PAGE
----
Print Jargon Uncovered: Part 2

In part 1 of our Print Jargon series we summarised the many names for different types of leaflet folds. Who ever knew that some of those existed?

In the final instalment, we’ll uncover some of the different terminology for booklet finishing. Even though we predominantly resort to our phones for sources of information, we’ll always be in contact with a booklet of some kind, whether that’s a free promo booklet in your next online delivery or a training manual from work.


Booklet finishing


  • Binding – this term means the joining of leafs or signatures* together with either wire, glue or other means.


  • Case Bind – to bind using glue to hold signatures to a case made of binder board covered with fabric, plastic or leather. This term is also known as cloth bind, edition bind, hard bind and hard cover.


  • Loop Wire Stitching – This is a conventional wire stitch (staple) but with a loop which allows the brochure to be contained in a ring binder without drilling holes in the brochure.


  • Round Back Bind – to casebind with a rounded (convex) spine, as compared to flat back bind.


  • Perfect Bind – to bind sheets that have been ground at the spine and are held to the cover by glue. This is also called adhesive bind, paper bind, patent bind, perfecting bind, soft bind, and soft cover.


  • Saddle Stitch – to bind by stapling sheets together where they fold at the spine, as compared to side stitch. These are also called pamphlet stitch, saddle wire and stitch bind.


  • Wiro Bind – this is otherwise known as spiral or ring binding and uses coated metal wires to bind documents together.


*A signature is a section of sheets folded in half, to be worked into the binding as a unit.


So, there we have it! There are several ways your booklet can be bound together depending on the purpose of the booklet.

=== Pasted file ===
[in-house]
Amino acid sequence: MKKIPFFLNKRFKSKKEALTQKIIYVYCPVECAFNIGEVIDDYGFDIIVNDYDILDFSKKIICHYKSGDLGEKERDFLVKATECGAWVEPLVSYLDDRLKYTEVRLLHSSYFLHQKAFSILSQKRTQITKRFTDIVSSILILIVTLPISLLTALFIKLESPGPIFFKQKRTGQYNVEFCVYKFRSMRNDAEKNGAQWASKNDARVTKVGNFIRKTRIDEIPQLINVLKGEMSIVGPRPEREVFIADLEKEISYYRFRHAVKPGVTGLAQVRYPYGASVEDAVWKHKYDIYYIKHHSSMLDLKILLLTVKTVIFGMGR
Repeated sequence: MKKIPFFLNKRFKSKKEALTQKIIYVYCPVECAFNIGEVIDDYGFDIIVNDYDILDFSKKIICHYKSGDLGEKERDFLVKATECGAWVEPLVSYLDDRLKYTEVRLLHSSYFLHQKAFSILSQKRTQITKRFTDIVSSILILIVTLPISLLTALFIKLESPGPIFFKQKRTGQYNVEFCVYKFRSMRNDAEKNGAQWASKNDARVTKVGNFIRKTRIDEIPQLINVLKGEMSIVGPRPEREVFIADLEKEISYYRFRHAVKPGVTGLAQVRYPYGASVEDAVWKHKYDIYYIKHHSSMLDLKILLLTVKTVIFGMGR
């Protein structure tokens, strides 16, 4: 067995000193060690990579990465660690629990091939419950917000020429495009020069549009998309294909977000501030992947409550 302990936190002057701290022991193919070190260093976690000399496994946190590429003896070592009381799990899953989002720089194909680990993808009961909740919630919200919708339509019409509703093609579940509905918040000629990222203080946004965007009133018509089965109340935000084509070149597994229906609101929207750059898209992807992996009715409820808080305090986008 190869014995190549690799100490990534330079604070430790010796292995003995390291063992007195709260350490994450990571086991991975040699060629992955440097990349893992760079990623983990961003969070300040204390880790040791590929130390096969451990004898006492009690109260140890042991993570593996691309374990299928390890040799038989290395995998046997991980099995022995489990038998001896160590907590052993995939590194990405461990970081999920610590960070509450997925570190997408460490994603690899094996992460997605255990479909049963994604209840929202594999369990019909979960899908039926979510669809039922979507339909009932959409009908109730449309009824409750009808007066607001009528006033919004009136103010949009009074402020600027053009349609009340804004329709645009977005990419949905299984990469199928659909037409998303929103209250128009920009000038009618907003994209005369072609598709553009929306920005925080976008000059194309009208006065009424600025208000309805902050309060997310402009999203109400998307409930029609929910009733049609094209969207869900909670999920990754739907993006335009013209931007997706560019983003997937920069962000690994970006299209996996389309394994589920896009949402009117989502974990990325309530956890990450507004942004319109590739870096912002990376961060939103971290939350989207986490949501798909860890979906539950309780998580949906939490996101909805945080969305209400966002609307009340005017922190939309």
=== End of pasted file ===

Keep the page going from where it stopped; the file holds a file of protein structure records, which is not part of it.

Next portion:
Here are a few other print specific words and their meanings…



It all sounds a bit dramatic, but all it means in the print world is the allowance on a drawing or printing plate that extends the plate beyond the trimmed and finished size, to ensure a clean cut off (usually 3mm).


This word sounds a bit freaky too but it’s only the bulk of paper in a saddle stitched booklet which causes the inner pages to extend further out than the outer pages when folded. The ‘creep’ is usually then trimmed off!


Here’s a print related acronym that causes some confusion. DPI means ‘Dots per inch’ and when anybody asks what the DPI is, they’re asking how many dots there are in a printed inch. The more dots there are, the higher the quality of the print.


In the print world, flood is to completely print a sheet with ink or varnish. Flooding with ink is also called ‘painting the sheet’.


You may have heard paper categorised in different paper weights eg. From 80gsm – 400gsm and above. GSM is the basis weight of paper in grams per square meter. As you might guess, the smaller the number the lighter the paper is.


80 – 100gsm: This is the weight range of standard office paper, used in your desktop laser printer or photocopier and would rarely be used for brochures.

110 – 120gsm: The weight will increase slightly for more formal paper documents and this weight is commonly used for stationery paper such as letterheads and compliment slips.

130 – 170gsm: This weight range is more durable and is usually used for posters, leaflets, flyers and pages inside a book.

170 – 200gsm: You’ll find that this paper weight delivers a printed product that’s a bit more luxurious. It’s the midway point between paper and card and it can be used for brochure covers, good quality posters and double-sided flyers.

250 – 300gsm: This weight is where we begin to move away from paper and into the realms of card (board) weights. This weight adds a quality finish to a book if used as a cover.

350 – 400gsm: Good quality business cards are usually between this weight range. 350gsm can also be used as a cover for your book but it’s important to remember the stitching and folding implications of using heavy board as a cover.

400gsm and above: Some luxury business cards are printed on weights up to 1190gsm. Business cards would be considered thick and very good quality at above 400gsm.

Hopefully there’s plenty of fresh terms for you to digest there!





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